Beautiful Cape May is right at the very southern point of Cape May Peninsula. Come to this dreamy town, where the Delaware Bay meets the Atlantic Ocean and the sun shines on the warm sand all summer! This is one of America’s original vacation resort communities, and it’s certainly one of the most beautiful. You can stay at a historic seaside resort, or even rent a Victorian house! Spend your time at the beach, or try out the old-fashioned amusement park on the boardwalk.
Like so many other towns built during the river-trade era of the 19th Century, Lambertville was established as a factory town near a waterway. Until the 1970s, it produced much of New Jersey’s factory-made goods. Once the factories closed down, Lambertville became a quiet place. It soon filled up with artists and dreamers, who created today’s local culture. Come to see the artwork, enjoy the river walk, and see the historic beauty of this small town.
Beautiful Chester is a patchwork of estates and Victorian homes. The stately architecture of the town lends a timeless air to the feel of Chester, and the small-town atmosphere gives it a welcoming charm. At around 8,000 residents, this is actually one of the larger small towns on our list. However, it is still a friendly and beautiful place to visit! Relax in the many public parks and take some time to explore the surrounding wilderness.
This historic town is one of the oldest in New Jersey! It was established on the banks of the Cooper River in the 1800s, and some of its original homesteads still stand. You can visit the 200-year-old Collings-Knight Homestead, the 18th Century stokes-Lee Mansion, or the historic Thanckara House to get a feel for Collingswood’s past. Modern Collingswood offers plenty of up-to-date fun, as well, including family fun attractions like trampoline parks, playgrounds, and nature areas!
This small New Jersey town of 3,000 residents has more than its share of beautiful sights and Instagrammable views! The most picturesque area of town is the location of two old mills that rest of opposite sides of the river. The 19th Century Red Mill is surrounded by a historic village. On the opposite bank is the old Stone Mill, which now houses the Hunterdon Art Museum for Contemporary Craft and Design. This collision of the historic and contemporary perfectly describes Clinton! It’s close enough to New York City to be influenced by cutting-edge trends, but it still looks like the sleepy little village it once was.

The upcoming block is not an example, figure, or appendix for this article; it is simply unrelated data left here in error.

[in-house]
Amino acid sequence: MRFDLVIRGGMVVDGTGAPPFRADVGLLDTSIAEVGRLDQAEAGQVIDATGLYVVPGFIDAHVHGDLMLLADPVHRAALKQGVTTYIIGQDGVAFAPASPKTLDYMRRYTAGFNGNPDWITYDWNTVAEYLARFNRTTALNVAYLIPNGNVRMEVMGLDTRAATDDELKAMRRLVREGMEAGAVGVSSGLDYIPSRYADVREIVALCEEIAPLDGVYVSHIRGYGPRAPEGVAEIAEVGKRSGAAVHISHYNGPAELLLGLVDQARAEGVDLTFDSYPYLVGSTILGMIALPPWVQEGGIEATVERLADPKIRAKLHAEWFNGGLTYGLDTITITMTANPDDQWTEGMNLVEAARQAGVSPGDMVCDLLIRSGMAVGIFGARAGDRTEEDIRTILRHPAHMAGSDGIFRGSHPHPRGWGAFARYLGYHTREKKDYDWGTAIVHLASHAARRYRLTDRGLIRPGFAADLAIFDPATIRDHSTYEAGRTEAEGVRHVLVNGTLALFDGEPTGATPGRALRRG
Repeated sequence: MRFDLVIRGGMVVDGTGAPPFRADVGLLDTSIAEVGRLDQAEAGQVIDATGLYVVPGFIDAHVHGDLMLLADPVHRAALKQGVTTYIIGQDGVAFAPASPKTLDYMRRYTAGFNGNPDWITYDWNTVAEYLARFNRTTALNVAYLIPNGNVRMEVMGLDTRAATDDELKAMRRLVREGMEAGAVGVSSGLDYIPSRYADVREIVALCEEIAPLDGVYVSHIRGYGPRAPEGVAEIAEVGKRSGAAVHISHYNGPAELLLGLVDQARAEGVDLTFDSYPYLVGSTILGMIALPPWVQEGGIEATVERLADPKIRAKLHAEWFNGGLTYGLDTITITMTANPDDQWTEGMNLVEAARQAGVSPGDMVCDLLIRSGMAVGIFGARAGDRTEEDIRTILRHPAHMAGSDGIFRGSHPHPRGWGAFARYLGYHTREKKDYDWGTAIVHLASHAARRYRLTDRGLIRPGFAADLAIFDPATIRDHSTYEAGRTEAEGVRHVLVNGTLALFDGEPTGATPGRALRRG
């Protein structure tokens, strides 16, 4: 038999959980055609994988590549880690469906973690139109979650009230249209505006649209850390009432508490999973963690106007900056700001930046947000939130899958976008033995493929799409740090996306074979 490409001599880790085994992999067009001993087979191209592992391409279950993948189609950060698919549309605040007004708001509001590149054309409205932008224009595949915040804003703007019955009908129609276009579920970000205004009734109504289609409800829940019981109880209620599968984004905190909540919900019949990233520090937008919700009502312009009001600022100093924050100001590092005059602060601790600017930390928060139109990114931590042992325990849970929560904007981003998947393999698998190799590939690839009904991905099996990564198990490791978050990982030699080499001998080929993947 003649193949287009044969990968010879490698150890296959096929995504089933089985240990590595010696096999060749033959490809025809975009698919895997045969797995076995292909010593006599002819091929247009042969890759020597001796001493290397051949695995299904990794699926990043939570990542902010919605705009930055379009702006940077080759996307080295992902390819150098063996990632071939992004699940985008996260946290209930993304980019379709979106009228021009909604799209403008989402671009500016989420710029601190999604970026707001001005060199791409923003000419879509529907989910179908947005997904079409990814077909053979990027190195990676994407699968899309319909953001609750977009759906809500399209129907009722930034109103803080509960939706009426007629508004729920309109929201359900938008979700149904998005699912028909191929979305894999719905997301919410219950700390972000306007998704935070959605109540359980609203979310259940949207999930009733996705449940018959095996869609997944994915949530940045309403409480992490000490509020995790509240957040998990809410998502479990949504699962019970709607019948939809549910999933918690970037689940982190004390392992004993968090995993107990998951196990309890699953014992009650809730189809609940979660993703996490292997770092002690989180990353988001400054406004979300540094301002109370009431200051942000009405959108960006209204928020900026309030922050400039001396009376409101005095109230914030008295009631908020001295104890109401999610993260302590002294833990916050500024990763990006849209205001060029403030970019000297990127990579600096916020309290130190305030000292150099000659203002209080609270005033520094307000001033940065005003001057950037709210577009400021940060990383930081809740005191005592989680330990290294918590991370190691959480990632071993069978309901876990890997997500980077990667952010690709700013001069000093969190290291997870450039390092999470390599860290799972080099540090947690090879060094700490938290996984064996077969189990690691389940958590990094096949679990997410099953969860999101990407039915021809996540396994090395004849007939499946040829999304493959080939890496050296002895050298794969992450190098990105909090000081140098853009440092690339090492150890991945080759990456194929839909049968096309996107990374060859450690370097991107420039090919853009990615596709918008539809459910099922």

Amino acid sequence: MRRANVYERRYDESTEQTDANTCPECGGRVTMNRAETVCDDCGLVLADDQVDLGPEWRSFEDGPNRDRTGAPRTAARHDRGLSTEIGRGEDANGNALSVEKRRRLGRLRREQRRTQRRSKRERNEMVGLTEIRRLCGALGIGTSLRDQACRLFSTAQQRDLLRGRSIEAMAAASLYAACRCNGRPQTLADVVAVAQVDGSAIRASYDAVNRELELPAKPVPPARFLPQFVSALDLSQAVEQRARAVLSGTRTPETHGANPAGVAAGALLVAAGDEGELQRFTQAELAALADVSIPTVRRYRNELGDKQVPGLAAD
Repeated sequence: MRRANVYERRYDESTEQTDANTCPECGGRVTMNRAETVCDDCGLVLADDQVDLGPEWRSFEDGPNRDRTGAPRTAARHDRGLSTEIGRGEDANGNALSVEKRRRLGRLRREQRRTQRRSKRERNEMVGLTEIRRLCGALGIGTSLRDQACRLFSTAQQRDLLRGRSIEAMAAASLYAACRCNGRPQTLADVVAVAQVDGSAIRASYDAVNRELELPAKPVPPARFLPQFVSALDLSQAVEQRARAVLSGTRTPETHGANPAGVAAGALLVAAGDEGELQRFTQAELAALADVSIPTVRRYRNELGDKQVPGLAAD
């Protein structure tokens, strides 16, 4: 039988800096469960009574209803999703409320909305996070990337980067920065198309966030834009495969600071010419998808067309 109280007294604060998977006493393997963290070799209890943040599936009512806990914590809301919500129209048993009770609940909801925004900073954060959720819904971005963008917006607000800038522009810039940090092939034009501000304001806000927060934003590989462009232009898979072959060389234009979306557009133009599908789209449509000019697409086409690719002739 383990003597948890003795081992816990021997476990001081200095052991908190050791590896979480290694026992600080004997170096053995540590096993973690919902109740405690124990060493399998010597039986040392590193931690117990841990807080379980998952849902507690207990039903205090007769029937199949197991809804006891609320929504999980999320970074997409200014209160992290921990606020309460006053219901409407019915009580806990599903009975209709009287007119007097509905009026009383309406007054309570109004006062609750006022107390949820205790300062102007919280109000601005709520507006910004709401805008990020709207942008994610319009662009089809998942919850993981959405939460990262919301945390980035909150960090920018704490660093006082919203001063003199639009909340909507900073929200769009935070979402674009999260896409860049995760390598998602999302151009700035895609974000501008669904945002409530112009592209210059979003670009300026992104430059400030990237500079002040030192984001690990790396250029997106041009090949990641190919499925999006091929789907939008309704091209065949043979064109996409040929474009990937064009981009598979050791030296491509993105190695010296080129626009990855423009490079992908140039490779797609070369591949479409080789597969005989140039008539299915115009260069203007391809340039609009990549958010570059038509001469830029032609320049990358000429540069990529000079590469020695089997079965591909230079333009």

Tiny Allentown is one of the most beautiful small towns in New Jersey! The rural countryside is a lovely backdrop for the historic homes that make up much of the town. When you visit, you can take life slow and enjoy an experience of old-fashioned New England. Take time to explore Assunpink Wildlife Management Area, where you’ll be sure to see a large variety of animals and plants. You can also wander through historic sections or take a hiking trip through the trees.
The first building in Cranbury was constructed all the way back in 1698! However, this little town didn’t make it on the map until the Revolutionary War, when it was a headquarters for Alexander Hamilton. George Washington himself visited the town and held his headquarters here, and it became a special place to him. In fact, he himself ordered maps of the town to be drawn during his presidency. If you visit today, you’ll be able to see why Washington loved this place. The region’s many parks and nature areas highlight the natural beauty of Cranbury.
If you love the quiet life and the beach, then you can’t miss an opportunity to visit the lovely New Jersey town. This beautiful town served as a resort communtiy for wealthy New Yorkers during the turn of the century. During its zenith, the town was filled with lovely Victorian vacation cottages and parasol-toting ladies. Although many of these homes have long since disappeared along with their inhabitants, you can still visit some today. Head to Martin Maloney Cottage to admire the era’s architecture and gardening styles.
This was one of the many ferry towns built along the Delaware River during the 18th and 19th Centuries. The town was named for some of its early landholders, who were French-speaking Swiss immigrants. As the steam age evolved from water-based transport to rail-based transport, Frenchtown kept up with the times. With the disappearance of steam as a means of transport, Frenchtown began to slowly shrink. Today, it is a small and lovely town with much to appreciate! The Delaware may not be necessary for travel, but it’s a wonderful destination. Enjoy Delaware Canal State Park’s beautiful walking path or spend a day at the nearby recreation area.
Red Bank is a gorgeous place to spend a weekend in the great outdoors! There are several local parks here, including the grassy Bodman Park, wooded Leon Smock 80 Acre Park, Wolf Hill Recreation Area, and the waterfront Riverside Gardens Park. Get outside to enjoy the ocean or the countryside!